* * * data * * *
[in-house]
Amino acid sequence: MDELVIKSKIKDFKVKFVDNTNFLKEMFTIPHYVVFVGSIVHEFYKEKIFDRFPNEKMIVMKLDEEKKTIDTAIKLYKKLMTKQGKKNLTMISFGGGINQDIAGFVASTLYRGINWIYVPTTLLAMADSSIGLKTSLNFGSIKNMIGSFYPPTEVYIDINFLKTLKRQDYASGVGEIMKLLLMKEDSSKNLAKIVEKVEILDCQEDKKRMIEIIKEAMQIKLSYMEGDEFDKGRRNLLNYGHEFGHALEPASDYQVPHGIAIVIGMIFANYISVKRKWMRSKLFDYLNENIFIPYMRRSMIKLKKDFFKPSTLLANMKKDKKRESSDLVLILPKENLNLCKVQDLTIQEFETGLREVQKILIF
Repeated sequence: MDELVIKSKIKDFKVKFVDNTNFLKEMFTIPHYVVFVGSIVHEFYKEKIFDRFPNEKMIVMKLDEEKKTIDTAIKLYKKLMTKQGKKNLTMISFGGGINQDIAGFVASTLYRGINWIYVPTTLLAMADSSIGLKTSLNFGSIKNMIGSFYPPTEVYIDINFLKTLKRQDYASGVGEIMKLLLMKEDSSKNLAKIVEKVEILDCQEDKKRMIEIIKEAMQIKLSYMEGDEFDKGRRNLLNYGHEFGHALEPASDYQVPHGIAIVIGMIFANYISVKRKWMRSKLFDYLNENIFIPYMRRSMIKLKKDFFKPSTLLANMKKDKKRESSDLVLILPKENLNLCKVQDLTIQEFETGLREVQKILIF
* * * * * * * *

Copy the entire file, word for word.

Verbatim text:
[in-house]
Amino acid sequence: MDELVIKSKIKDFKVKFVDNTNFLKEMFTIPHYVVFVGSIVHEFYKEKIFDRFPNEKMIVMKLDEEKKTIDTAIKLYKKLMTKQGKKNLTMISFGGGINQDIAGFVASTLYRGINWIYVPTTLLAMADSSIGLKTSLNFGSIKNMIGSFYPPTEVYIDINFLKTLKRQDYASGVGEIMKLLLMKEDSSKNLAKIVEKVEILDCQEDKKRMIEIIKEAMQIKLSYMEGDEFDKGRRNLLNYGHEFGHALEPASDYQVPHGIAIVIGMIFANYISVKRKWMRSKLFDYLNENIFIPYMRRSMIKLKKDFFKPSTLLANMKKDKKRESSDLVLILPKENLNLCKVQDLTIQEFETGLREVQKILIF
Repeated sequence: MDELVIKSKIKDFKVKFVDNTNFLKEMFTIPHYVVFVGSIVHEFYKEKIFDRFPNEKMIVMKLDEEKKTIDTAIKLYKKLMTKQGKKNLTMISFGGGINQDIAGFVASTLYRGINWIYVPTTLLAMADSSIGLKTSLNFGSIKNMIGSFYPPTEVYIDINFLKTLKRQDYASGVGEIMKLLLMKEDSSKNLAKIVEKVEILDCQEDKKRMIEIIKEAMQIKLSYMEGDEFDKGRRNLLNYGHEFGHALEPASDYQVPHGIAIVIGMIFANYISVKRKWMRSKLFDYLNENIFIPYMRRSMIKLKKDFFKPSTLLANMKKDKKRESSDLVLILPKENLNLCKVQDLTIQEFETGLREVQKILIF